Kane’s NFL Questions And Answers: Where’s The Beef?


We are six weeks into the NFL season, and here are the story-lines (some interesting, some decidedly not interesting) that you can plan on hearing about all week.

The Indianapolis Colts overlooked the San Diego Chargers, and if there’s one thing we know about the National Football League, it’s that you can never take an opponent lightly. The men in that opposing locker room get paid too, and they have pride. That is why you can never, ever, overlook an opponent in the National Football League.

Bill Belichick was way too aggressive…er…I mean…Sean Payton was way too conservative. Your job as a head coach in the National Football League is to put your team in the best position to win, and Belichick, er, I mean Payton, failed to do that on Sunday.

Andy Reid has done a marvelous job changing the culture in Kansas City…

Is there any way that Greg Schiano is not the first head coach fired this season? 

That Manning fella returns to Indy…

NFL players would rather get hit in the head than get hit in the knees…

OK, now it’s on to some questions.

Question #1 – Seriously, where is the beef?

When Tom Brady completed that pass to Kenbrell Thompkins to snag an unlikely 30-27 victory over the New Orleans Saints, it presented a moment of pure and unadulterated elation for the Boston faithful. You can learn something about a man/woman and the substance of their character in those moments. So here is your somewhat disconcerting but wholly entertaining glimpse into Scott Zolak‘s soul (courtesy of 98.5 Sports Hub):

So that’s something. But that’s not all; this moment also revealed that Bill Belichick might, in fact, be a living, breathing human being (quotes courtesy of Patriots.com).

Sorry if you had to rewrite some of those stories there at the end. What a football game. I feel like that took about five years off my life. [I'm] really proud of our team.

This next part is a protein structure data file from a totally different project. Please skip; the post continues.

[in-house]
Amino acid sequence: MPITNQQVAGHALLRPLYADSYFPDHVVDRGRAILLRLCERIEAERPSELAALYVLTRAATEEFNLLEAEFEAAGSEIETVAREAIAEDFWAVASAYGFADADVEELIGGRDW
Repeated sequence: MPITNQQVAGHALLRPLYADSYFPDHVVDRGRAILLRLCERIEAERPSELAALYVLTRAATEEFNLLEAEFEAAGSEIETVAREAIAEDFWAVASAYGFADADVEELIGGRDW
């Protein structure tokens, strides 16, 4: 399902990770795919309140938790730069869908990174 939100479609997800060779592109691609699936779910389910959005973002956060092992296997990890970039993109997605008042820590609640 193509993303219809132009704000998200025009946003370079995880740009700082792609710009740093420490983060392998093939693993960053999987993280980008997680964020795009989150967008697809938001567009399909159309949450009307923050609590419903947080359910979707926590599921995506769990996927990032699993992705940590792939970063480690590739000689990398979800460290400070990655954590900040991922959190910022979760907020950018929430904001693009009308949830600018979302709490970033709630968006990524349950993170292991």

Count the human emotions: empathy (apologizes to weary beat reporters), excitement, humor (cracks joke about stress of game), and one bonus point for articulating his mortality in the process (confirming that he is not a really boring robot, sent here to make controversial coaching decisions and belittle journalists…worst Sci-Fi movie plot ever, right?).

So anyway…what a game, huh?

Question #2 – What is going on in the AFC West?

In more than one of my fantasy football drafts this year, the owner who drafted Peyton Manning caught grief for selecting the veteran QB. Why? Because the Broncos were going to have the division wrapped up by like Week 13, or so the line of thinking went, and so Peyton would rest for the last few weeks of the regular seasons to get ready for the real playoffs. That would, in turn, lampoon that fantasy GM’s chances in the fake playoffs. The AFC West was going to be terrible, after all. The Broncos were going to cruise, right?

Sure, people were on the Chiefs as a “sexy” preseason pick, although it’s hard to imagine anything that could be less sexy considering that it involves Andy Reid in fire engine red every week. But I’m not sure anybody reasonably expected that stuff like this would be happening…

reid

And now six weeks into the season, the Chiefs are a perfect 6-0. That’s unexpected, even for those who were onto the Chiefs being improved this season.